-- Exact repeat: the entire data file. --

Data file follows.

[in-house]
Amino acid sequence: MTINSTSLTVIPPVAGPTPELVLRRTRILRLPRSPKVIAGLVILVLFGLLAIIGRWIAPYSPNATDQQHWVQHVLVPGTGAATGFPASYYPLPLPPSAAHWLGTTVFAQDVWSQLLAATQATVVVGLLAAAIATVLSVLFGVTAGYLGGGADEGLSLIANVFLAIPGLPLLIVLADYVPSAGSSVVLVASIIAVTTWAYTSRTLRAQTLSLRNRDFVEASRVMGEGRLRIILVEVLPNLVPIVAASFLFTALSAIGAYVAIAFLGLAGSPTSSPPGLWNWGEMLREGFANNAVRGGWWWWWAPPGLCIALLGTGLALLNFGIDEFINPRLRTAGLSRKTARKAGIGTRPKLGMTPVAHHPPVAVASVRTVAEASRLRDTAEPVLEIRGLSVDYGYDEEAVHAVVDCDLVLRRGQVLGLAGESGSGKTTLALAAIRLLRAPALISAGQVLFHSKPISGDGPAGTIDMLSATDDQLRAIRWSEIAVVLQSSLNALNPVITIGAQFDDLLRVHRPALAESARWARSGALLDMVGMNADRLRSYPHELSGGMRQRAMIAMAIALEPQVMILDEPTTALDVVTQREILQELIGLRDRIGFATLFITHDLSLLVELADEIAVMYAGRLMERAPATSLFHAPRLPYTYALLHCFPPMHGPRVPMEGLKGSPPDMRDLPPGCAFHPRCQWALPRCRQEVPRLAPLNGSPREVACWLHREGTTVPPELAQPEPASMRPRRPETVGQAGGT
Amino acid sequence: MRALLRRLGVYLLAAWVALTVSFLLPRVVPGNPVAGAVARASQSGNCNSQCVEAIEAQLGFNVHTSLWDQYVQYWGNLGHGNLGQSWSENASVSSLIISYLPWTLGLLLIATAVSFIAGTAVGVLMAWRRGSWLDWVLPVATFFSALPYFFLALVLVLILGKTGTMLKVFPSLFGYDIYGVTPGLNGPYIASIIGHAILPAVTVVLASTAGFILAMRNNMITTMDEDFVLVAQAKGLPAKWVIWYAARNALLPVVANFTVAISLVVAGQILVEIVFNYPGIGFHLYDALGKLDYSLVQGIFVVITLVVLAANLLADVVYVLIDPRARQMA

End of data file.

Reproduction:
[in-house]
Amino acid sequence: MTINSTSLTVIPPVAGPTPELVLRRTRILRLPRSPKVIAGLVILVLFGLLAIIGRWIAPYSPNATDQQHWVQHVLVPGTGAATGFPASYYPLPLPPSAAHWLGTTVFAQDVWSQLLAATQATVVVGLLAAAIATVLSVLFGVTAGYLGGGADEGLSLIANVFLAIPGLPLLIVLADYVPSAGSSVVLVASIIAVTTWAYTSRTLRAQTLSLRNRDFVEASRVMGEGRLRIILVEVLPNLVPIVAASFLFTALSAIGAYVAIAFLGLAGSPTSSPPGLWNWGEMLREGFANNAVRGGWWWWWAPPGLCIALLGTGLALLNFGIDEFINPRLRTAGLSRKTARKAGIGTRPKLGMTPVAHHPPVAVASVRTVAEASRLRDTAEPVLEIRGLSVDYGYDEEAVHAVVDCDLVLRRGQVLGLAGESGSGKTTLALAAIRLLRAPALISAGQVLFHSKPISGDGPAGTIDMLSATDDQLRAIRWSEIAVVLQSSLNALNPVITIGAQFDDLLRVHRPALAESARWARSGALLDMVGMNADRLRSYPHELSGGMRQRAMIAMAIALEPQVMILDEPTTALDVVTQREILQELIGLRDRIGFATLFITHDLSLLVELADEIAVMYAGRLMERAPATSLFHAPRLPYTYALLHCFPPMHGPRVPMEGLKGSPPDMRDLPPGCAFHPRCQWALPRCRQEVPRLAPLNGSPREVACWLHREGTTVPPELAQPEPASMRPRRPETVGQAGGT
Amino acid sequence: MRALLRRLGVYLLAAWVALTVSFLLPRVVPGNPVAGAVARASQSGNCNSQCVEAIEAQLGFNVHTSLWDQYVQYWGNLGHGNLGQSWSENASVSSLIISYLPWTLGLLLIATAVSFIAGTAVGVLMAWRRGSWLDWVLPVATFFSALPYFFLALVLVLILGKTGTMLKVFPSLFGYDIYGVTPGLNGPYIASIIGHAILPAVTVVLASTAGFILAMRNNMITTMDEDFVLVAQAKGLPAKWVIWYAARNALLPVVANFTVAISLVVAGQILVEIVFNYPGIGFHLYDALGKLDYSLVQGIFVVITLVVLAANLLADVVYVLIDPRARQMA